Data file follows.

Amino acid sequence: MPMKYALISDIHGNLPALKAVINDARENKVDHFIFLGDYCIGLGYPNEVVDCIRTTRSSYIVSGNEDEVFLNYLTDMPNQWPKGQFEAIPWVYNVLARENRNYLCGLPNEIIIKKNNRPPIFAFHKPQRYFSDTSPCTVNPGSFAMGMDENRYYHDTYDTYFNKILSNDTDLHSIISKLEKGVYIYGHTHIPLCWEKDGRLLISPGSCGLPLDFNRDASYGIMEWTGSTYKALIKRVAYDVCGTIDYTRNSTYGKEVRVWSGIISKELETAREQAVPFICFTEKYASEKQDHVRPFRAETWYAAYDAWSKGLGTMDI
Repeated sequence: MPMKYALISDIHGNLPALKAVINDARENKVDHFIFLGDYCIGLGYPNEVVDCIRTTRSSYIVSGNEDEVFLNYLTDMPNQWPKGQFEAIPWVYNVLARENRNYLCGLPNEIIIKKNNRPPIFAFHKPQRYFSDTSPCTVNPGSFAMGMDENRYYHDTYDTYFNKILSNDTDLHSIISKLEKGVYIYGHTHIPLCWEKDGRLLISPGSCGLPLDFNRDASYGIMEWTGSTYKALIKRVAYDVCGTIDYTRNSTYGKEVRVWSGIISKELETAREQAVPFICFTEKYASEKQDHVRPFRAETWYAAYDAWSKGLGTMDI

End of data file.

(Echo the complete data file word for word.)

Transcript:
Amino acid sequence: MPMKYALISDIHGNLPALKAVINDARENKVDHFIFLGDYCIGLGYPNEVVDCIRTTRSSYIVSGNEDEVFLNYLTDMPNQWPKGQFEAIPWVYNVLARENRNYLCGLPNEIIIKKNNRPPIFAFHKPQRYFSDTSPCTVNPGSFAMGMDENRYYHDTYDTYFNKILSNDTDLHSIISKLEKGVYIYGHTHIPLCWEKDGRLLISPGSCGLPLDFNRDASYGIMEWTGSTYKALIKRVAYDVCGTIDYTRNSTYGKEVRVWSGIISKELETAREQAVPFICFTEKYASEKQDHVRPFRAETWYAAYDAWSKGLGTMDI
Repeated sequence: MPMKYALISDIHGNLPALKAVINDARENKVDHFIFLGDYCIGLGYPNEVVDCIRTTRSSYIVSGNEDEVFLNYLTDMPNQWPKGQFEAIPWVYNVLARENRNYLCGLPNEIIIKKNNRPPIFAFHKPQRYFSDTSPCTVNPGSFAMGMDENRYYHDTYDTYFNKILSNDTDLHSIISKLEKGVYIYGHTHIPLCWEKDGRLLISPGSCGLPLDFNRDASYGIMEWTGSTYKALIKRVAYDVCGTIDYTRNSTYGKEVRVWSGIISKELETAREQAVPFICFTEKYASEKQDHVRPFRAETWYAAYDAWSKGLGTMDI